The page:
Increases in gross domestic product, or GDP, measure economic growth
Gross domestic product is what’s referred to generally as “the economy.” It’s the sum of consumption, investment, and government spending. Another way to think of GDP is the output of goods and services produced by labor and property in the U.S. economy. This number is an estimate of growth. The U.S. economy is roughly $16 trillion.
The Bureau of Economic Analysis puts out three estimates of GDP growth after a quarter ends. The advance estimate is released within a month of quarter end, and it’s based on incomplete data or data subject to revision. The second is released after two months, and the third and final revision is released after three months.
Highlights of the Q2 release
The advance estimate to Q2 GDP showed GDP grew at an annualized pace of 4%. The advance estimate is often revised. Consider that the advance estimate for the first quarter was a +0.1% increase, which was revised down to -1% and then finally settled at -2.9%. Finally, it was revised to -2.1% as the government made some adjustments to the baselines.
The price index increased at 1.9% annually. This is still below the rate the Fed would like to see.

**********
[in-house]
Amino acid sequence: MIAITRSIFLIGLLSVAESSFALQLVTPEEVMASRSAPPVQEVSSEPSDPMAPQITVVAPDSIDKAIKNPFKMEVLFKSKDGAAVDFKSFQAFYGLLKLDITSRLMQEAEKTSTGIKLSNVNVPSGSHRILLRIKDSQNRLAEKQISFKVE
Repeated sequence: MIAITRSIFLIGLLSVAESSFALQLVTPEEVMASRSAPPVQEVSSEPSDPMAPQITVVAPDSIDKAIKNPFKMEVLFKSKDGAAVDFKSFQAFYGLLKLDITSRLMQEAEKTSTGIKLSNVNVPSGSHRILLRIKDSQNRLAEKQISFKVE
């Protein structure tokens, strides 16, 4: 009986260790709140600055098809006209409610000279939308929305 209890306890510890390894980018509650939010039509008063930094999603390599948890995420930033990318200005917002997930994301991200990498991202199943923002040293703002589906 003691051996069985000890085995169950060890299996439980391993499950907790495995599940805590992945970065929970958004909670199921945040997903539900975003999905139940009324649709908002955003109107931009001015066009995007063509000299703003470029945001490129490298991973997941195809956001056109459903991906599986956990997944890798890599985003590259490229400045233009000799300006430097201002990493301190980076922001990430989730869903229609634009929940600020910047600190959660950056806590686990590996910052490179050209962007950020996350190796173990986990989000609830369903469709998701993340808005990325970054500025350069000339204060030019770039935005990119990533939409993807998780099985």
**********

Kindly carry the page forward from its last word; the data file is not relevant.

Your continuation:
Personal consumption expenditures were strong, at 2.5%.
First quarter consumption was low, so it appears purchases were pushed into the second quarter. Regardless, it’s encouraging to see stronger consumption.
Investment ticked up as well, as construction activity picks up and businesses begin to make capital expenditures.
Implications for homebuilders
Overall increases in business activity and consumption are starting to drive more business for homebuilders, like Lennar (LEN), Pulte Group (PHM), Toll Brothers (TOL), and D.R. Horton (DHI). Housing starts have been so low for so long that there’s some real pent-up demand that will unleash as the economy improves. The secular (long-term) story for homebuilders is optimistic. Household formation numbers will be a real wind at their backs.
Investors who are interested in trading the builders as a sector should look at the S&P SPDR Homebuilder ETF (XHB).
Homebuilding can become a virtuous circle for the economy, and this explains why the recovery has been tepid so far. Historically, homebuilders were the first to recover after a recession. Construction and homebuilding usually led the economy out. This time around, that didn’t happen because of the shadow inventory, which meant that economic growth was more tepid during this recovery. But that appears to be changing.
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